It was a bloodbath. So what did people do? They sold their crypto and moved their money back into dollars. And not only that. In many cases, they took those dollars completely out of their crypto accounts.
That meant that the crypto exchanges had to take money out of Silvergate so they could give it back to their customers.
All of a sudden, billions of dollars were flowing out of the bank really, really fast. And those outflows were compounded by the implosion of some high-profile crypto companies, most famously FTX, which was a customer of Silvergate.
As FTX went under, it pulled billions of dollars out of Silvergate to repay its customers.
At the same time, FTX’s implosions caused customers of other crypto companies to panic and pull money out of their accounts, which in turn caused those companies to take money out of Silvergate.
In the fourth quarter of 2022 alone, Silvergate depositors pulled a whopping $8.1 billion out of the bank.
Silvergate had to come up with this money on very short notice. How did it get the money?
Remember those Treasuries, munis and mortgage-backed securities I talked about earlier? Silvergate sold a lot of them.
Now the thing about those type of bonds is, yes, they are generally some of the safest investments in the world. But there’s many flavors of safe bonds. You have everything from T-bills, which get paid back in under a year, to 30-year Treasury bonds, which don’t get paid back for decades.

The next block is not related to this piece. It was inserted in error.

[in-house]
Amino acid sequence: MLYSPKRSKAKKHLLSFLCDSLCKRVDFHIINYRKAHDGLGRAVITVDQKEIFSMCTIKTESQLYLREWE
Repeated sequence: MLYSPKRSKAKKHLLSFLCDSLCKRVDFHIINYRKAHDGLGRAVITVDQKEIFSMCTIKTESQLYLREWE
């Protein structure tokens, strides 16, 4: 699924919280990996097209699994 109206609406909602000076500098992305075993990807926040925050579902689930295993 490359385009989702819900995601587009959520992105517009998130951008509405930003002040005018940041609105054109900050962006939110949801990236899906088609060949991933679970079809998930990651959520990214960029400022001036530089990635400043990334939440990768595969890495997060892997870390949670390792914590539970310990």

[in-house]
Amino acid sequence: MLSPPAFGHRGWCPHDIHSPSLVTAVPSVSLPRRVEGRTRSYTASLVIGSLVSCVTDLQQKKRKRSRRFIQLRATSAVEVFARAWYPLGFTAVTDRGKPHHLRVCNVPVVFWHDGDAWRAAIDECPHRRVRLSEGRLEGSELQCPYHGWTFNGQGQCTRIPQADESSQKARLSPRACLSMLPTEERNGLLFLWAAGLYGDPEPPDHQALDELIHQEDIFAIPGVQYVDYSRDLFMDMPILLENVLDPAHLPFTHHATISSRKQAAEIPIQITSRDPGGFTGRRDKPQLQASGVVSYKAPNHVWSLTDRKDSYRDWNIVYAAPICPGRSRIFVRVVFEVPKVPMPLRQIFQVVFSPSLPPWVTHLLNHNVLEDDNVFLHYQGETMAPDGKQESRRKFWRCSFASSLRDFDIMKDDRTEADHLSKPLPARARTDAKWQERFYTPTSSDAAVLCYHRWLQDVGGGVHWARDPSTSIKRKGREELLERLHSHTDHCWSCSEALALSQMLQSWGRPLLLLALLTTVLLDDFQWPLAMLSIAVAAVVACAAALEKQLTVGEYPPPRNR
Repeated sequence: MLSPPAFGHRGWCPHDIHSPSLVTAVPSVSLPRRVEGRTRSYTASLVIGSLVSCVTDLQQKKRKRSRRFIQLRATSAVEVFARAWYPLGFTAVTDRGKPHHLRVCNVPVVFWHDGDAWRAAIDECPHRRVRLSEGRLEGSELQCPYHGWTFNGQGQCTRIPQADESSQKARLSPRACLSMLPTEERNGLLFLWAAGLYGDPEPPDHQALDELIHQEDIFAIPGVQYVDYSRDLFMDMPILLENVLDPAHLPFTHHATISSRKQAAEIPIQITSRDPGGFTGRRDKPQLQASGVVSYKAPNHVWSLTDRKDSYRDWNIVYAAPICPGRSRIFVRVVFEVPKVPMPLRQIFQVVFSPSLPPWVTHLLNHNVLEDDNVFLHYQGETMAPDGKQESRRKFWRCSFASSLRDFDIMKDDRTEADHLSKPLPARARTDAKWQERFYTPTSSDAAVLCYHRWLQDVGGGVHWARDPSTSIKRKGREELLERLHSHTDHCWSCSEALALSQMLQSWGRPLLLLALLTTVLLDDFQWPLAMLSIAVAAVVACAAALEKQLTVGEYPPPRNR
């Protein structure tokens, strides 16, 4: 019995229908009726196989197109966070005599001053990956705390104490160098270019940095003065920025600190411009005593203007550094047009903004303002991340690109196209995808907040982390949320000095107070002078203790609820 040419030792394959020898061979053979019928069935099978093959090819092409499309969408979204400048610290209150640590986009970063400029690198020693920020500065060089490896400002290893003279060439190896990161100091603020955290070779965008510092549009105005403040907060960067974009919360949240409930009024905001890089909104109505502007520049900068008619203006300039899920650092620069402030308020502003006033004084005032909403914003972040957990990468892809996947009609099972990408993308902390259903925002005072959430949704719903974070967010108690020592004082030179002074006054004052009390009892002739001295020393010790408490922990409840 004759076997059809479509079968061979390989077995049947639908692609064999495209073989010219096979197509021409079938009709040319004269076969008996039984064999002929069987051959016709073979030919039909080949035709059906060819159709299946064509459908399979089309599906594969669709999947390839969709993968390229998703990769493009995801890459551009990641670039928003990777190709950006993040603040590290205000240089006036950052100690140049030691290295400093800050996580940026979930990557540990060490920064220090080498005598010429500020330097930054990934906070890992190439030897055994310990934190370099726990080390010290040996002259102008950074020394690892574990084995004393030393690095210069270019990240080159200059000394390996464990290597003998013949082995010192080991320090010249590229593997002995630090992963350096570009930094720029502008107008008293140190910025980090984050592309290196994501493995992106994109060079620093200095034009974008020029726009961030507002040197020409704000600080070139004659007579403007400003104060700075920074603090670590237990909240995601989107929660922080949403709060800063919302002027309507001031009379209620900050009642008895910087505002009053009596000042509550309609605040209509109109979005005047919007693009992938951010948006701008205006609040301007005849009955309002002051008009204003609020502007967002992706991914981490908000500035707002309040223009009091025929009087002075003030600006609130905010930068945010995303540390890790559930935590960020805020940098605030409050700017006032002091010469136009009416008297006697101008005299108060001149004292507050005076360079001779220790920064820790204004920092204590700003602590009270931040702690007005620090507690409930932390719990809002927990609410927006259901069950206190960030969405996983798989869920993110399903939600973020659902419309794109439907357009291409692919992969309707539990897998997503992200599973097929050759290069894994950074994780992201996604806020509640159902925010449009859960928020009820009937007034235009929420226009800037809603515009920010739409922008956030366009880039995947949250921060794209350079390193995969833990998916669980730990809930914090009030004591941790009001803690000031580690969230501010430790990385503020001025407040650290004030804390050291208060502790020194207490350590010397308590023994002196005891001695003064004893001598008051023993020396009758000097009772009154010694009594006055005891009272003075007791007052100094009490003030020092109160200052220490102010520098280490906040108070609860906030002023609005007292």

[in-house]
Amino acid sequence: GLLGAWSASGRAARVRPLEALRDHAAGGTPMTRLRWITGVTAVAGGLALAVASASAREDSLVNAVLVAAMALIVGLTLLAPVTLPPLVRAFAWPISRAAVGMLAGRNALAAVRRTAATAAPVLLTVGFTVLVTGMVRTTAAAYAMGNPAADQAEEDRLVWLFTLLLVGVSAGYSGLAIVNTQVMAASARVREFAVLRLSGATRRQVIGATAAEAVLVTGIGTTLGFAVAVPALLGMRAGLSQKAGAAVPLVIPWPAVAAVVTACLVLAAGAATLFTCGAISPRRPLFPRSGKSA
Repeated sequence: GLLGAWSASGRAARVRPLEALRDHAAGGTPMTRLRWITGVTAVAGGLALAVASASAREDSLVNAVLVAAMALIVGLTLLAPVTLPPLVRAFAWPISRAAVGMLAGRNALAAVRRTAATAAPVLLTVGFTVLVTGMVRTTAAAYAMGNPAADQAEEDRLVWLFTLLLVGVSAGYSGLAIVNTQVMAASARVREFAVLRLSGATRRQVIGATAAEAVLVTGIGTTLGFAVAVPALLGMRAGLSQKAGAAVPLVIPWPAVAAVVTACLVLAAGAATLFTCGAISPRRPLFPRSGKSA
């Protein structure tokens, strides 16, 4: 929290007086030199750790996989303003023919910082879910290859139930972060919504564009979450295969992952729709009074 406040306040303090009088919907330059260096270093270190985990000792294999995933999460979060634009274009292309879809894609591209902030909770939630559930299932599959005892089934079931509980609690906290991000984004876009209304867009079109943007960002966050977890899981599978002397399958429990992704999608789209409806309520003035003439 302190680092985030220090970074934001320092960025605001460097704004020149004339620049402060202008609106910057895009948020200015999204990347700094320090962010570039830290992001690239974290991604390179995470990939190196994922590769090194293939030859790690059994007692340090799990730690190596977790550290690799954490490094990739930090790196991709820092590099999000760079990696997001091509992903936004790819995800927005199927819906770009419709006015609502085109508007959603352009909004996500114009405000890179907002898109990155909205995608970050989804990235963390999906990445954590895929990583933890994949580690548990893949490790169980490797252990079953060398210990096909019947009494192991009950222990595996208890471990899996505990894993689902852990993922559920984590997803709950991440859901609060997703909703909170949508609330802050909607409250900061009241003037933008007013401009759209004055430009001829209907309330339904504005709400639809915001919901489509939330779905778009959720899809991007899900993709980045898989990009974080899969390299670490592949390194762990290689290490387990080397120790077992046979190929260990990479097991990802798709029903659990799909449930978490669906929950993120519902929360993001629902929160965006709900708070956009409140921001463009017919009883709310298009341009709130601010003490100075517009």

The problem is, bonds that get paid back well in the future are very interest rate sensitive. If interest rates go up, their prices temporarily go down, and they can go down a lot depending on how fast interest rates go up.
In 2022, interest rates went up a lot and very fast as the Federal reserve hiked rates to fight inflation.
So the price of these bonds dropped significantly at the worst time for Silvergate.
In total, the bank sold $5.2 billion worth of debt securities in the fourth quarter and lost $1 billion on the sales.
Then last week, Silvergate came out with even more bad news.
It said that the way things were going, it wasn’t sure whether it could stay in business over the next 12 months.
That ignited a firestorm. The stock was cut in half in a single day and many of Silvergate’s biggest customers—including Coinbase, Galaxy Digital and others— announced that they would be taking their money out of the bank.
This means that Silvergate will most likely be forced to sell even more assets at fire sales prices in order to pay its customers back, leading to more losses for the bank.